Proposition. If $ab\neq0$ and $m=\lcm(a,b)$ exists, then $ab/m=\gcd(a,b)$.

Proof. One has $a,b\mid ab$ so $m\mid ab$ by definition of the $\lcm$; therefore $a,b,m\in D_{ab}$. One has $f_{ab}(a)=b$ and $f_{ab}(b)=a$, and since $a,b\mid m$ one has $f_{ab}(m)\mid b,a$ by the lemma. Also if $d'\in R$ satisfies $d'\mid a,b$ then $d\in D_{ab}$ so $b,a\mid f_{ab}(d')$ by the lemma, whence $m\mid f_{ab}(d')$ by definition of the $\lcm$, and once again by the lemma $d'\mid f_{ab}(m)$. Thus $$ab/m=f_{ab}(m)=\gcd(a,b). \qquad\text{QED}$$

Concluding $\gcd(a,b)\times \lcm(a,b)=ab$ needs the precaution that it only holds if $\lcm(a,b)$ exists, and then the left hand side is defined up to invertible factors only, so the equality should be interpreted in this sense. For the case $ab=0$ not covered by the proposition one has $0=\lcm(a,b)$ and $\{a,b\}=\{0,\gcd(a,b)\}$, so the equality holds without any difficulty.

Note that the existence of $\gcd(a,b)$ does not imply the existence of $\lcm(a,b)$ in general.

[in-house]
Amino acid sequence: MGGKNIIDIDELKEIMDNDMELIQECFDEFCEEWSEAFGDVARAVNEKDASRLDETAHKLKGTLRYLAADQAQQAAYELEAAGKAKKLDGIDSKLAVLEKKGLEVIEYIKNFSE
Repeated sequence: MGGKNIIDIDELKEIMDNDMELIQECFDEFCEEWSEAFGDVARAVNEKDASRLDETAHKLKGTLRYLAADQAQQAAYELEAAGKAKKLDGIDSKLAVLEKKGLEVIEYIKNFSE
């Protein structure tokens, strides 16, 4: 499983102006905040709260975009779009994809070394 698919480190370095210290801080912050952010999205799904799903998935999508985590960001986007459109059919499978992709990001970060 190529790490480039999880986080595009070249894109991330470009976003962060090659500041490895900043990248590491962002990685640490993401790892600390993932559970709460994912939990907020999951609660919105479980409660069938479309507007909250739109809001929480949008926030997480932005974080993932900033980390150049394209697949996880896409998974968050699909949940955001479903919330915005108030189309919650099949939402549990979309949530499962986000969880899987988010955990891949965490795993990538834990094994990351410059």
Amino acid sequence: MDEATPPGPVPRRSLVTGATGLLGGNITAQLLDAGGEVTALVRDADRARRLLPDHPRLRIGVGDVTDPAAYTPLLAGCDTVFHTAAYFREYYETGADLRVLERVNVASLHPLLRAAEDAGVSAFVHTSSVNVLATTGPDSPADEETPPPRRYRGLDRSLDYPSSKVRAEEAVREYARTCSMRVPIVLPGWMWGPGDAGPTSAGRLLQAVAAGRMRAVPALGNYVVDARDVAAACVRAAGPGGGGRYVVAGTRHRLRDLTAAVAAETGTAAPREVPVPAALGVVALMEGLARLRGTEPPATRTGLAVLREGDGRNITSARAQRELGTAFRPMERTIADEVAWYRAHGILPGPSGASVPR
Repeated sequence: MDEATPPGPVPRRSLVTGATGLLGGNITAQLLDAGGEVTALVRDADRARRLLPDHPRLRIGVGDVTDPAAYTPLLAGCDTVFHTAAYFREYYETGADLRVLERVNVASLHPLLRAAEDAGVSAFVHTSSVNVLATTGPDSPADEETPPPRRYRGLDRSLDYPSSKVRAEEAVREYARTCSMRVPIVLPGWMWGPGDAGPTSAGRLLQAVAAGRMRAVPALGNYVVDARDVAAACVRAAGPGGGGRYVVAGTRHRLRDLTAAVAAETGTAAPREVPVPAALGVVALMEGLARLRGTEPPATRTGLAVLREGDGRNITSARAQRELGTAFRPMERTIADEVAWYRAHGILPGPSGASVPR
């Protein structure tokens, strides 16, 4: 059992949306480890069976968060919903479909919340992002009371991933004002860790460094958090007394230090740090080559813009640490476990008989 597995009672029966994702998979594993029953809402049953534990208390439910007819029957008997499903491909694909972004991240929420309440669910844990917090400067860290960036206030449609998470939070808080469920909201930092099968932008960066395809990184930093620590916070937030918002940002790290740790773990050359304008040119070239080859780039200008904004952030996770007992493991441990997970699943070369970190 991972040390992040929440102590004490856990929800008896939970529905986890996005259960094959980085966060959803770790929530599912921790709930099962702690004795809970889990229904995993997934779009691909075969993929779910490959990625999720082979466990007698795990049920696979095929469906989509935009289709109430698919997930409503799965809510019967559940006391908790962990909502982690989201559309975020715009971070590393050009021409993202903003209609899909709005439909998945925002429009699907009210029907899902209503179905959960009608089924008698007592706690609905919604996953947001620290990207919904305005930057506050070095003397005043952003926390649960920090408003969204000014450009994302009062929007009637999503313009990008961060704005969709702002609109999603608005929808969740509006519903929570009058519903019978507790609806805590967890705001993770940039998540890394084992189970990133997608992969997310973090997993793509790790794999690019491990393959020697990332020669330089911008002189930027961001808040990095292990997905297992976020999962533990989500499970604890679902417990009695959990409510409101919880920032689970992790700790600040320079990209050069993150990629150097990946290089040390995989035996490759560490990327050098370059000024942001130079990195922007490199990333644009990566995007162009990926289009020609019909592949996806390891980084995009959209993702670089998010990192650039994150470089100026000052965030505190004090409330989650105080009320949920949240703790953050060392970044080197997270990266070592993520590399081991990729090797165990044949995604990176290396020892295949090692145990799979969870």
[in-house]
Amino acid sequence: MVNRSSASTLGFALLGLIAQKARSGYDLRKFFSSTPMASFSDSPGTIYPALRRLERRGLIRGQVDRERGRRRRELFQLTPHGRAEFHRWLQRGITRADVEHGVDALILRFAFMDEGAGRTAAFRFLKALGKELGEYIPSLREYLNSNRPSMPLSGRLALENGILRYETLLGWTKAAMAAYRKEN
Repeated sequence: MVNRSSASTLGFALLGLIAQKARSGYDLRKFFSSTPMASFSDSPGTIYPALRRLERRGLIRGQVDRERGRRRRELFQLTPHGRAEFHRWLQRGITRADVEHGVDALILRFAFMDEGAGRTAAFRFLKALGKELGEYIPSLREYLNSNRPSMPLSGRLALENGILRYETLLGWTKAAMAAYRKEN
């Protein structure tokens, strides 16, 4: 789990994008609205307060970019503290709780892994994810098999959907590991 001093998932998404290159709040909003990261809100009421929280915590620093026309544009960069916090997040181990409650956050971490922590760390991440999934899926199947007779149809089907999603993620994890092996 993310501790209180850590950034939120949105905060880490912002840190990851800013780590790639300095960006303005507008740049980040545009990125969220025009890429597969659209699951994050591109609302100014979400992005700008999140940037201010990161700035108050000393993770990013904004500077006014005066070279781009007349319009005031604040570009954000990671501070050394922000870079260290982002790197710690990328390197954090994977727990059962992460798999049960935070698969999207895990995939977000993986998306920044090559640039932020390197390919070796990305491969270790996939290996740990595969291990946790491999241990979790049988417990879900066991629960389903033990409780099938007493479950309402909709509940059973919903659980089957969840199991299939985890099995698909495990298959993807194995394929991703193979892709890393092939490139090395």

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Readers can find another involution-based proof in this answer. –  Bill Dubuque Feb 26 at 18:44

Transcribed from my ASCII page:

First notice that $$ \dfrac{ab}{\gcd(a,b)} = a\dfrac{b}{\gcd(a,b)} = b\dfrac{a}{\gcd(a,b)} $$ is a common multiple of $a$ and $b$. By the minimality of the $\operatorname{lcm}$, $$ \frac{ab}{\gcd(a,b)}\ge\operatorname{lcm}(a,b)\Longrightarrow ab\ge\operatorname{lcm}(a,b)\gcd(a,b)\tag{1} $$ By division, we can write $$ ab = q\operatorname{lcm}(a,b) + r\quad\text{where}\quad0 \le r \lt \operatorname{lcm}(a,b) $$ Because $ab$ and $\operatorname{lcm}(a,b)$ are common multiples of $a$ and $b$, so is $r$. By the minimality of the $\operatorname{lcm}$, $r = 0$. Therefore, $\operatorname{lcm}(a,b)$ divides $ab$. Notice that $$ \frac{ab}{\operatorname{lcm}(a,b)} = \frac{a}{\operatorname{lcm}(a,b)/b} = \frac{b}{\operatorname{lcm}(a,b)/a} $$ is a common divisor of $a$ and $b$. By the maximality of the $\gcd$, $$ \frac{ab}{\operatorname{lcm}(a,b)} \le \gcd(a,b)\Longrightarrow ab\le\operatorname{lcm}(a,b)\gcd(a,b)\tag{2} $$ Combining $(1)$ and $(2)$, we get $$ ab = \operatorname{lcm}(a,b)\gcd(a,b) $$